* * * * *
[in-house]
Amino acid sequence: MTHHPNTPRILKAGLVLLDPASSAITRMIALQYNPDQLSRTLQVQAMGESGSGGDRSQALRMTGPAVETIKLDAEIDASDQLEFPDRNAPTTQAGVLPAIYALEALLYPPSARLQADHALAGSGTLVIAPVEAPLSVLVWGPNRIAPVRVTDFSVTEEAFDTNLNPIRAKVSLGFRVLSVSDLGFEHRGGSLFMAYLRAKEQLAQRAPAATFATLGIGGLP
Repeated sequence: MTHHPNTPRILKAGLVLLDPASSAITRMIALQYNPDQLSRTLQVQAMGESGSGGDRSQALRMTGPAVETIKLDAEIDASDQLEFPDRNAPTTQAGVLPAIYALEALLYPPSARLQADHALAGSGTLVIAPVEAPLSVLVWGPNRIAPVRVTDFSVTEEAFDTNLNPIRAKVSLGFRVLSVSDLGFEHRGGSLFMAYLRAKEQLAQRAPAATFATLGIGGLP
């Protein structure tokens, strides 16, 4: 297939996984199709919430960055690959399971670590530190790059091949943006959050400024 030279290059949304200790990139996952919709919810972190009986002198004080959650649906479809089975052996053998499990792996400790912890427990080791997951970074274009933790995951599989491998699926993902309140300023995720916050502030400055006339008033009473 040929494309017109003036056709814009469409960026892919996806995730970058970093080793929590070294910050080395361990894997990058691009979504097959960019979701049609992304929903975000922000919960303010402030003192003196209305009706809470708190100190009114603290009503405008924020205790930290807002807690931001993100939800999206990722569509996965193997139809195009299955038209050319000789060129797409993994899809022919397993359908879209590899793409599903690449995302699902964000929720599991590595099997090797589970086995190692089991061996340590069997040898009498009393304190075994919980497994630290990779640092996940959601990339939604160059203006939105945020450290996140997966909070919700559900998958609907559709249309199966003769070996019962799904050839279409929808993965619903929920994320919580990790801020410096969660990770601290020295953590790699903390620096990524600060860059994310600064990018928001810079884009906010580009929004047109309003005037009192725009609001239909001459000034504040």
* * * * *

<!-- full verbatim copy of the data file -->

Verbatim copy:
[in-house]
Amino acid sequence: MTHHPNTPRILKAGLVLLDPASSAITRMIALQYNPDQLSRTLQVQAMGESGSGGDRSQALRMTGPAVETIKLDAEIDASDQLEFPDRNAPTTQAGVLPAIYALEALLYPPSARLQADHALAGSGTLVIAPVEAPLSVLVWGPNRIAPVRVTDFSVTEEAFDTNLNPIRAKVSLGFRVLSVSDLGFEHRGGSLFMAYLRAKEQLAQRAPAATFATLGIGGLP
Repeated sequence: MTHHPNTPRILKAGLVLLDPASSAITRMIALQYNPDQLSRTLQVQAMGESGSGGDRSQALRMTGPAVETIKLDAEIDASDQLEFPDRNAPTTQAGVLPAIYALEALLYPPSARLQADHALAGSGTLVIAPVEAPLSVLVWGPNRIAPVRVTDFSVTEEAFDTNLNPIRAKVSLGFRVLSVSDLGFEHRGGSLFMAYLRAKEQLAQRAPAATFATLGIGGLP
């Protein structure tokens, strides 16, 4: 297939996984199709919430960055690959399971670590530190790059091949943006959050400024 030279290059949304200790990139996952919709919810972190009986002198004080959650649906479809089975052996053998499990792996400790912890427990080791997951970074274009933790995951599989491998699926993902309140300023995720916050502030400055006339008033009473 040929494309017109003036056709814009469409960026892919996806995730970058970093080793929590070294910050080395361990894997990058691009979504097959960019979701049609992304929903975000922000919960303010402030003192003196209305009706809470708190100190009114603290009503405008924020205790930290807002807690931001993100939800999206990722569509996965193997139809195009299955038209050319000789060129797409993994899809022919397993359908879209590899793409599903690449995302699902964000929720599991590595099997090797589970086995190692089991061996340590069997040898009498009393304190075994919980497994630290990779640092996940959601990339939604160059203006939105945020450290996140997966909070919700559900998958609907559709249309199966003769070996019962799904050839279409929808993965619903929920994320919580990790801020410096969660990770601290020295953590790699903390620096990524600060860059994310600064990018928001810079884009906010580009929004047109309003005037009192725009609001239909001459000034504040």